Diabetes is the strongest risk factor for lower-extremity amputation in new hemodialysis patients

Rebecca A. Speckman, Diane L. Frankenfield, Sheila H. Roman, Paul W. Eggers, Marjorie R. Bedinger, Michael V. Rocco, William M. McClellan

Research output: Contribution to journalArticlepeer-review


OBJECTIVE - End-stage renal disease (ESRD) patients, especially those with diabetes, have an increased risk of nontraumatic lower-extremity amputation (LEA). The present study aims to examine the association of demographic and clinical variables with the risk of hospitalization for LEA among incident hemodialysis patients. RESEARCH DESIGN AND METHODS - The study population consisted of incident hemodialysis patients from the study years 1996-1999 of the ESRD Core Indicator/Clinical Performance Measures (CPM) Project. Cox proportional hazard modeling was used to identify factors associated with LEA. RESULTS - Four percent (116 of 3,272) of noncensored incident patients had an LEA during the 12-month follow-up period. Factors associated with LEA included diabetes as the cause of ESRD or preexisting comorbidity (hazard ratio 6.4, 95% CI 3.4-12.0), cardiovascular comorbidity (1.8, 1.2-2.8), hemodialysis inadequacy (urea reduction ratio [URR] < 58.5% (1.9, 1.1-3.3), and lower serum albumin level (1.6, 1.1-2.3). Among patients with diabetes, hemodialysis inadequacy and cardiovascular comorbidity were risk factors for LEA (2.6, 1.4-4.8, and 1.7, 1.1-2.6, respectively). CONCLUSIONS - These data suggest that diabetes is a potent risk factor for LEA in new hemodialysis patients. In ESRD patients with diabetes, a multipronged approach may reduce the rate of LEA. Potentially beneficial strategies include adherence to hemodialysis adequacy guidelines, aggressive treatment of cardiovascular comorbidities, and the utilization of LEA prevention strategies recommended for the general population of patients with diabetes.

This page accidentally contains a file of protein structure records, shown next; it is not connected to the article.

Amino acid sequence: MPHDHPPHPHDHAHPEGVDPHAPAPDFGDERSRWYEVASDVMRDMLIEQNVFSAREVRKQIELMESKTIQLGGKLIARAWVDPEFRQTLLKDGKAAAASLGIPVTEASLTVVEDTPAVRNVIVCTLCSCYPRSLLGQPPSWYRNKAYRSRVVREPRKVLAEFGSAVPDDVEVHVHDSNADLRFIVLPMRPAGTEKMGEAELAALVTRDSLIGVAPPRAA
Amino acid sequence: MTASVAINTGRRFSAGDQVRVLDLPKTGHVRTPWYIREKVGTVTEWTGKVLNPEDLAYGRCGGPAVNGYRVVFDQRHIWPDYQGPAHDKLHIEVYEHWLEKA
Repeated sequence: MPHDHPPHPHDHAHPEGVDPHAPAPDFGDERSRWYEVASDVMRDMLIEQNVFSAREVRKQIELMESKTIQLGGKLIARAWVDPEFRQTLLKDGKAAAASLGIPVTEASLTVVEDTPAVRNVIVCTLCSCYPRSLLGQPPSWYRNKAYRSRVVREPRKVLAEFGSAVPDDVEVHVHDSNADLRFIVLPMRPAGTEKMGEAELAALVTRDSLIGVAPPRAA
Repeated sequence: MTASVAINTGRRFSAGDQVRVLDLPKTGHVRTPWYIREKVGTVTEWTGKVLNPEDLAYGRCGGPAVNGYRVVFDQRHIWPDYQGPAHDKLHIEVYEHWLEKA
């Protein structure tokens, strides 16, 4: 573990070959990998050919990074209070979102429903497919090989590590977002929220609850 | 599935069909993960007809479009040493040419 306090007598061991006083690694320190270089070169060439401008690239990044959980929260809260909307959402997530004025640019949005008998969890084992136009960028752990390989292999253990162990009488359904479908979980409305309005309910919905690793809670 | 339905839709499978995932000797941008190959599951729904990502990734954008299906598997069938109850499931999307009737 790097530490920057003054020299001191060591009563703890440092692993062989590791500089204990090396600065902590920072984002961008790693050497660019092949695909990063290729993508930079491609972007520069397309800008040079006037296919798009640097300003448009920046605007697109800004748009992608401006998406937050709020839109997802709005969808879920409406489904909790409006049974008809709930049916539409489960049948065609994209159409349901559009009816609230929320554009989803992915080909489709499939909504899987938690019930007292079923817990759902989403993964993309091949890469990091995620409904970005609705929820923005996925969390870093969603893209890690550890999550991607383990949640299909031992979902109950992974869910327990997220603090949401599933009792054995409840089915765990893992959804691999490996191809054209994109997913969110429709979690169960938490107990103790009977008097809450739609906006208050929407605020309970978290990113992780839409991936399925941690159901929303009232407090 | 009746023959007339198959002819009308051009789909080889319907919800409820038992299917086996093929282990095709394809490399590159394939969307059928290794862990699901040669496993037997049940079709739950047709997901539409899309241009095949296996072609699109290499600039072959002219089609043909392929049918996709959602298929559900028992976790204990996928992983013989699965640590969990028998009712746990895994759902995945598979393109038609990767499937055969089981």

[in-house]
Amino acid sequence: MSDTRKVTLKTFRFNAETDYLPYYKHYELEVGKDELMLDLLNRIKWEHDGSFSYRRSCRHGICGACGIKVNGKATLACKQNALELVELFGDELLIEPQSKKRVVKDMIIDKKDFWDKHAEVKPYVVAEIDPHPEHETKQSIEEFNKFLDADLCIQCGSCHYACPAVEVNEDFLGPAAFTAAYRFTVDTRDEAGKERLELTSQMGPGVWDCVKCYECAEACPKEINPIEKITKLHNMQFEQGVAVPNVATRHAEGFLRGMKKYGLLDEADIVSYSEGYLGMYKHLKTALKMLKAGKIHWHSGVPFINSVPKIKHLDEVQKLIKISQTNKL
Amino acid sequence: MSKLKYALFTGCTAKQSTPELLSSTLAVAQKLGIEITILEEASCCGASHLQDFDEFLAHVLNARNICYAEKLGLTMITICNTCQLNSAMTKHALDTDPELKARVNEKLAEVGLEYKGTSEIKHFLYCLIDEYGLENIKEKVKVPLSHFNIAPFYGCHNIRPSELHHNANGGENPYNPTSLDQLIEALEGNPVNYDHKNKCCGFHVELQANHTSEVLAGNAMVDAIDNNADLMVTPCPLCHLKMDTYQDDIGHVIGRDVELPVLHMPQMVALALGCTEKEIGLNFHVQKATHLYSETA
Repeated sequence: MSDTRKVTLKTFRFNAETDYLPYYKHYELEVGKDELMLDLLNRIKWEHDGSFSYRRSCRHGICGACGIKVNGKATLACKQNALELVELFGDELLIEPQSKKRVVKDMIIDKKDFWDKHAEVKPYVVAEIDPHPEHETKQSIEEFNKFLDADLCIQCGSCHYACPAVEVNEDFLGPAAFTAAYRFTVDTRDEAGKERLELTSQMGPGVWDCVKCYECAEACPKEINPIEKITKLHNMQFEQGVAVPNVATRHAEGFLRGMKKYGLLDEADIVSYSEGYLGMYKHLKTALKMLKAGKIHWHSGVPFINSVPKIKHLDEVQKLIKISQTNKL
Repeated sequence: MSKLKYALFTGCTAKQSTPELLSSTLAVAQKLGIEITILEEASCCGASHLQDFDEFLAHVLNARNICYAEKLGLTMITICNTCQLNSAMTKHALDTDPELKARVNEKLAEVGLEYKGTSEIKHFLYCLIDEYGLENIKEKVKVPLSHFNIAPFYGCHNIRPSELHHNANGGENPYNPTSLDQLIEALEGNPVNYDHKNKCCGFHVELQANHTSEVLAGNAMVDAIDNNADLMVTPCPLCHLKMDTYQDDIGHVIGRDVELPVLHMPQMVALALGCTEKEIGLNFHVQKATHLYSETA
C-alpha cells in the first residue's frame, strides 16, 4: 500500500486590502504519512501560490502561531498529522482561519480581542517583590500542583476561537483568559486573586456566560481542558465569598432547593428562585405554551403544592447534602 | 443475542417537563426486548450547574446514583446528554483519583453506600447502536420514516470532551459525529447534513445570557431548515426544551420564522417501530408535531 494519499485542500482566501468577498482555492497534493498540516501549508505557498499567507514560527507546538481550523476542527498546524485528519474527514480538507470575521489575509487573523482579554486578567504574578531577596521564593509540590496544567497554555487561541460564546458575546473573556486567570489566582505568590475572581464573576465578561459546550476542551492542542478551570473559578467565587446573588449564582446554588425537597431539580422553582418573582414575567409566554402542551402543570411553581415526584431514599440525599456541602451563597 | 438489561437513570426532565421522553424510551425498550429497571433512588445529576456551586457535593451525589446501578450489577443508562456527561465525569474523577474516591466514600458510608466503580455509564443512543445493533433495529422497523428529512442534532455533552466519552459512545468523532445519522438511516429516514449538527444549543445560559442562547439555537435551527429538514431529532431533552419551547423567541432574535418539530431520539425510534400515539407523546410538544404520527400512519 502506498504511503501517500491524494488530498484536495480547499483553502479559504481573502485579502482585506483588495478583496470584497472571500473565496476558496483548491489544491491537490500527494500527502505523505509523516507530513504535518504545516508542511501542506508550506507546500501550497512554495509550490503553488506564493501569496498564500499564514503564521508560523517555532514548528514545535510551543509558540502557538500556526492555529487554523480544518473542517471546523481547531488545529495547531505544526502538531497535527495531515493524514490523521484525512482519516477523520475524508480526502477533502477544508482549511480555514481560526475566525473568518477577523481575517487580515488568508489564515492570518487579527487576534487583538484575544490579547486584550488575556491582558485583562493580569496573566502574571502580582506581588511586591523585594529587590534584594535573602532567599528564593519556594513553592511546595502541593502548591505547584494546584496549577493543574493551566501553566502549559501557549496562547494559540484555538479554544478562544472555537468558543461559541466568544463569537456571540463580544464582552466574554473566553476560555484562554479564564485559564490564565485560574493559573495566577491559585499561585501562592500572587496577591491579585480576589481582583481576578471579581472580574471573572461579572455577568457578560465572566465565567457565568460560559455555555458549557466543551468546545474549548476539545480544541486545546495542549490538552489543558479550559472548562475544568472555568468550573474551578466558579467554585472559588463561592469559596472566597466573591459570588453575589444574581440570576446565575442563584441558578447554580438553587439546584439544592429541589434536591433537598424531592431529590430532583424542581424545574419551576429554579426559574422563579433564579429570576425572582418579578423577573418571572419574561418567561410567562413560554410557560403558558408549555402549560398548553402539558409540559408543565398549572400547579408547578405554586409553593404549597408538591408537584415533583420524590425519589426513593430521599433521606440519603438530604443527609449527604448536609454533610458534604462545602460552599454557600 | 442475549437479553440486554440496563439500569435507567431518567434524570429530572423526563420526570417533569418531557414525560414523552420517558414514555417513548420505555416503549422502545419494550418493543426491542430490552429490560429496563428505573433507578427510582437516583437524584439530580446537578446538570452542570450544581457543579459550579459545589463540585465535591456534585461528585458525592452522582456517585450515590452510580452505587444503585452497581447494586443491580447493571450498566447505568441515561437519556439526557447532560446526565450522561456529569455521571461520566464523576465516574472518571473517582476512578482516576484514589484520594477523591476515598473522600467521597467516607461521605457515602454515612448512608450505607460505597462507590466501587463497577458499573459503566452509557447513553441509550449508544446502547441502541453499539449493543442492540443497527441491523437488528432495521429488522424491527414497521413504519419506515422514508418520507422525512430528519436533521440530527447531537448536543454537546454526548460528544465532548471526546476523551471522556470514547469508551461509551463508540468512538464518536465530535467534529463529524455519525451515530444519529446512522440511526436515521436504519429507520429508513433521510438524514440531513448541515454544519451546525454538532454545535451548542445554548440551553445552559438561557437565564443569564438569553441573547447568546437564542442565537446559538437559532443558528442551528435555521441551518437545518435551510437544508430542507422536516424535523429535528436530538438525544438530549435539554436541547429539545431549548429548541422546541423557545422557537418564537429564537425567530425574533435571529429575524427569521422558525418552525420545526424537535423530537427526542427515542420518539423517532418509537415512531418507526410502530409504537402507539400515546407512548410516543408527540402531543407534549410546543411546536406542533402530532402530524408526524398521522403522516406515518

Original languageEnglish (US)
Pages (from-to)2198-2203
Number of pages6
JournalDiabetes care
Issue number9
StatePublished - Sep 2004
Externally publishedYes

ASJC Scopus subject areas

  • Internal Medicine
  • Endocrinology, Diabetes and Metabolism
  • Advanced and Specialized Nursing


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